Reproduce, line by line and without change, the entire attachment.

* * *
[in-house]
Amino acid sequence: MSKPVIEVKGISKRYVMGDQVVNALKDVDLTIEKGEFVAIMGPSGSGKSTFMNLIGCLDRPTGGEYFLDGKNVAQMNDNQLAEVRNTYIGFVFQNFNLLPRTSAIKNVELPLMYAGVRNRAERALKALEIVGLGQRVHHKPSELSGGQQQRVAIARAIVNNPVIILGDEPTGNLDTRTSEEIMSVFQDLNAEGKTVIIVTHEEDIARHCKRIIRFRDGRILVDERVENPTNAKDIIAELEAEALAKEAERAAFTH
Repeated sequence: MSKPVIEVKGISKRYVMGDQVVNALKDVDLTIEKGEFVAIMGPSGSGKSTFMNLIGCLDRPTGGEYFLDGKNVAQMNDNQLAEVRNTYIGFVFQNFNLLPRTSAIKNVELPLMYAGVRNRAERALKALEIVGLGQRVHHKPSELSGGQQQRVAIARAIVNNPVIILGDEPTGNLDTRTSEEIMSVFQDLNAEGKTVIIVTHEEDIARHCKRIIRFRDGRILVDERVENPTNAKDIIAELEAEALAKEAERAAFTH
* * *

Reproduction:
[in-house]
Amino acid sequence: MSKPVIEVKGISKRYVMGDQVVNALKDVDLTIEKGEFVAIMGPSGSGKSTFMNLIGCLDRPTGGEYFLDGKNVAQMNDNQLAEVRNTYIGFVFQNFNLLPRTSAIKNVELPLMYAGVRNRAERALKALEIVGLGQRVHHKPSELSGGQQQRVAIARAIVNNPVIILGDEPTGNLDTRTSEEIMSVFQDLNAEGKTVIIVTHEEDIARHCKRIIRFRDGRILVDERVENPTNAKDIIAELEAEALAKEAERAAFTH
Repeated sequence: MSKPVIEVKGISKRYVMGDQVVNALKDVDLTIEKGEFVAIMGPSGSGKSTFMNLIGCLDRPTGGEYFLDGKNVAQMNDNQLAEVRNTYIGFVFQNFNLLPRTSAIKNVELPLMYAGVRNRAERALKALEIVGLGQRVHHKPSELSGGQQQRVAIARAIVNNPVIILGDEPTGNLDTRTSEEIMSVFQDLNAEGKTVIIVTHEEDIARHCKRIIRFRDGRILVDERVENPTNAKDIIAELEAEALAKEAERAAFTH